“What I’m really saying is that my confidence in him has just grown,” Carroll said. ” … Whenever the opportunities come (we can) count on him to do stuff. There’s no hesitation.”

On Friday Carroll spoke at length about his faith that the team’s young players are making progress and added that, “We’re gonna get there. We care too much, they are too smart, they care for one another, so that means they feel responsible. So we’re gonna get there. It’s just, don’t want to wait very long. We’ve got to go.”

And there may be no better week to get going than this one.

Walker hopes to provide needed boost to run game

To Carroll, Ken Walker is a reason to get excited.

Sure, the Seahawks’ rushing game has been poor, combining for 112 yards over the first two weeks of the season, including just 36 on Sunday against the San Francisco 49ers. But this week Carroll hopes for some big improvement.

The always-optimistic Seahawks coach enthusiastically spoke about Walker, a rookie running back who is finally fully recovered from hernia surgery and primed for a larger workload in the coming weeks.

Seahawks fans got their first look at Walker last week, as the speedy second-round draft pick made his NFL debut in their 27-7 loss in Santa Clara, California.

It wasn’t a big day statistically for Walker, who carried just four times for 10 yards, but Carroll said this week on Seattle Sports 710-AM that Walker will see more action in the weeks to come.

“Doggone it, we didn’t get to see him,” Carroll said. “We’ll see him, it’ll happen. We didn’t make enough space for him. He’s going to be an exciting football player for us.”

Walker is penciled in as starter Rashaad Penny’s backup. For some players, going from star running back in college to RB2 in the NFL might lead to some hard feelings, but not for Walker.

He’s been a backup before, and he did just fine.

Walker didn’t get the starting snaps in his first two college seasons at Wake Forest but managed to rush for 579 yards as the Demon Deacons’ secondary option, first behind Cade Carney and then behind Christian Beal-Smith.

When he finally got the chance to be the starter after transferring to Michigan State for his junior season, Walker had 1,636 yards and 18 rushing touchdowns. He also won the Doak Walker Award as the nation’s top running back, and the 2021 Walter Camp Player of the Year Award.

Give him a chance, and Walker will take advantage.

“There’s nothing that Ken can’t do,” Carroll said. “… There are really no restrictions on his play at all other than just getting back into game shape, because he hasn’t played in a while. The fact that he made it through the game, and he felt all right and got hit a couple times and all that, that just helps us progress. He’ll be calling for a regular workload as we are going forward.”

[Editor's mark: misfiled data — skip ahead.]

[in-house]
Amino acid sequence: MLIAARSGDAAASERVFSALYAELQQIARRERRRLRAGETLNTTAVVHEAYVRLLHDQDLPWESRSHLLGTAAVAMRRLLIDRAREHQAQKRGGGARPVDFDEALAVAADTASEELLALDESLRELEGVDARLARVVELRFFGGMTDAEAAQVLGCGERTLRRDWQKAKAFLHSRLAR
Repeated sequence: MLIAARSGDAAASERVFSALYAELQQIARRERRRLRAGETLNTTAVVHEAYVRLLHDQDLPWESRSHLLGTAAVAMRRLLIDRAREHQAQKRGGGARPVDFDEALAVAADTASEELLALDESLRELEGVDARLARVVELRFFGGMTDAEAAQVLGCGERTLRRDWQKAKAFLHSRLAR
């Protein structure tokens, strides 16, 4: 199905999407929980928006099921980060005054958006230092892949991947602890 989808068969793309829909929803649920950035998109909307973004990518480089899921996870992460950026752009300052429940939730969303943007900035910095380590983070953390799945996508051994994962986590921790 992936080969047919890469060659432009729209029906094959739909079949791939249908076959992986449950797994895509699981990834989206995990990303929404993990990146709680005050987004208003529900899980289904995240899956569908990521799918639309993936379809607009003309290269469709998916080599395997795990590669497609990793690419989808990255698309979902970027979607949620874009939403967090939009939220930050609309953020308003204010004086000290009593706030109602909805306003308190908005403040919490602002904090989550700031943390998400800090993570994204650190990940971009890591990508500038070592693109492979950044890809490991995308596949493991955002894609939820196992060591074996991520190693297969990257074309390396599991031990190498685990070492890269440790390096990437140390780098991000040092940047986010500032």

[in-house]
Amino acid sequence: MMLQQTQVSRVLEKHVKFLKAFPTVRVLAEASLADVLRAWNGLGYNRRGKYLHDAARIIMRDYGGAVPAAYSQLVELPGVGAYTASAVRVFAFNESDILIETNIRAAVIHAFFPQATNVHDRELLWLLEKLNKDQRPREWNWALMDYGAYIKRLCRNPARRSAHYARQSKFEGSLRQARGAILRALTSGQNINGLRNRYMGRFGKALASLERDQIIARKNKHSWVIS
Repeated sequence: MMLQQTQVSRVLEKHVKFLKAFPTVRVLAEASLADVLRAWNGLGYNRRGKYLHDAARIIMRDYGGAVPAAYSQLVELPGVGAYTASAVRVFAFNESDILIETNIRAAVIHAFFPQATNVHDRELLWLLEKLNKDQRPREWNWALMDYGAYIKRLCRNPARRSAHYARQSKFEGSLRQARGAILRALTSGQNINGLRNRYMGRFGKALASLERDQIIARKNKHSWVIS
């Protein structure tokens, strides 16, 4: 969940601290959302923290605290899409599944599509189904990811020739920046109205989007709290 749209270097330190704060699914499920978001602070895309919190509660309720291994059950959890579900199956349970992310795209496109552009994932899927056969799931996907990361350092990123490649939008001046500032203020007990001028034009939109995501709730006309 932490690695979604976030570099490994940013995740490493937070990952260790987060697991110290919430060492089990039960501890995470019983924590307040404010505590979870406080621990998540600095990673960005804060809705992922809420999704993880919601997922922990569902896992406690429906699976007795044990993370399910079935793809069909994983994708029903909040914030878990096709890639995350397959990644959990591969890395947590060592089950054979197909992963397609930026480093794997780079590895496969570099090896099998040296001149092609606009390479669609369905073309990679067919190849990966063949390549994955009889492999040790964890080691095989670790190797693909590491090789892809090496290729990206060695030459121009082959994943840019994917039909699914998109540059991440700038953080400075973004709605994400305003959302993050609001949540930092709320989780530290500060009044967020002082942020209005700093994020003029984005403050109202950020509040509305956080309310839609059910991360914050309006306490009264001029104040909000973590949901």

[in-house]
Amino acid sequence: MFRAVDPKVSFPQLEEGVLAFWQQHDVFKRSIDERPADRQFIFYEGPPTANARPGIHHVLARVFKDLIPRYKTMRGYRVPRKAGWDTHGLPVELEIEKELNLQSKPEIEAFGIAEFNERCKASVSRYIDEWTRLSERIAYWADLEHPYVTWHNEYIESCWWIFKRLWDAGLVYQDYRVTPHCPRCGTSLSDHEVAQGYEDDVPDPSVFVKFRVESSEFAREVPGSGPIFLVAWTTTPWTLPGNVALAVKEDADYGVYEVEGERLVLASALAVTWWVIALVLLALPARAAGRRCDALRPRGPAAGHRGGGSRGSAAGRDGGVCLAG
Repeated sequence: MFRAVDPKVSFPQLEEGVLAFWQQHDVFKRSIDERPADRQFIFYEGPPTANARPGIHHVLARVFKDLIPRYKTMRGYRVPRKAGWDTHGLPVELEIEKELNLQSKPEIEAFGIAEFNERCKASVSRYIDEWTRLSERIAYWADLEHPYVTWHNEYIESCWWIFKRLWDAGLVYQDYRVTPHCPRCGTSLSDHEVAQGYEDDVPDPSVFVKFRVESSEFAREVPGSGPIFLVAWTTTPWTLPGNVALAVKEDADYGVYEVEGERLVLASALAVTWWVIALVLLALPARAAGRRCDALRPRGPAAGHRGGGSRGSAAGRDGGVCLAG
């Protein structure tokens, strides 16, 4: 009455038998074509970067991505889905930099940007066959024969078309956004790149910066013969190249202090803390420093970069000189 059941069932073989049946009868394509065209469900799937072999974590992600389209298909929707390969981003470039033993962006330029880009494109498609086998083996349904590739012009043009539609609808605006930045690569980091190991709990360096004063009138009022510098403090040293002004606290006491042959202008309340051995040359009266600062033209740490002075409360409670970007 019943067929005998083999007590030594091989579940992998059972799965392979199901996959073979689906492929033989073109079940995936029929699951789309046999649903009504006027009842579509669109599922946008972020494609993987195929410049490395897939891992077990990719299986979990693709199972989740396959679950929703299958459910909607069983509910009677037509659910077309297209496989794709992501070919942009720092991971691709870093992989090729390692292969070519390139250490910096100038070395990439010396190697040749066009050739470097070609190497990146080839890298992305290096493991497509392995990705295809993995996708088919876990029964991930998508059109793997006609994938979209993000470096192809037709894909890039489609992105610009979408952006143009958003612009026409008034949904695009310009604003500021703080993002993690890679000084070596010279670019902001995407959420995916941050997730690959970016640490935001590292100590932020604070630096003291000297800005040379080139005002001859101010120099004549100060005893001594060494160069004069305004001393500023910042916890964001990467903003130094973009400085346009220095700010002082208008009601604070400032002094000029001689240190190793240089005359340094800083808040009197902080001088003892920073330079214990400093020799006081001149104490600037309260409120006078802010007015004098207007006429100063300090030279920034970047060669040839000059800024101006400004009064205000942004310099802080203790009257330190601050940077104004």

Walker is eager to help improve a disappointing start to the season for the team’s running backs, a position group expected to be among the Seahawks’ stronger units.

Through the first two weeks, Seattle ranks last in the NFL in rushing yards.

“If we get our run game going, I believe we can make a big impact,” Walker said. “… I think that can make a big difference in the passing game as well. It could open it up, and I think we can do both. We’re a balanced offense.”

Walker has had to adjust on and off the field, from to the speed of the NFL to life in the Northwest.

Being a native of Arlington, Tennessee, near Memphis, Walker had never been on a boat before taking a Seattle’s water taxi this summer. He’s been too busy to explore other Seattle’s tourist attractions, but he has grown to appreciate the state’s natural beauty and potential for outdoor activities.

“I went jet skiing, too,” Walker said. “I love jet skiing.”

He also has quickly learned to appreciate the 12s.

Sunday will be his home debut, but Walker saw the spectacle from the sideline for the Sept. 12 opener against the Broncos. He is excited to finally show off his skills in front of a new fan base.

“I loved it at (Michigan) State,” Walker said. “The fans, they always showed me so much love. They showed our team so much love. … And when I got here, actually being on the field at the stadium, and seeing how loud the fans are and how loyal the fans are, it’s pretty cool to see. It’s exciting.”

While Seahawks fans haven’t gotten the chance to see the full scope of Walker’s talent yet, his teammates are impressed.

“That kid is explosive,” quarterback Geno Smith said. “I mean, super explosive, he runs hard, he’s quick, shifty, all the things you look for in a great back. I think he’s got the potential to be a really good back, and as he gets going along, and as Rashaad gets going along and [Travis] Homer and DeeJay [Dallas], it can be special. It really can be.”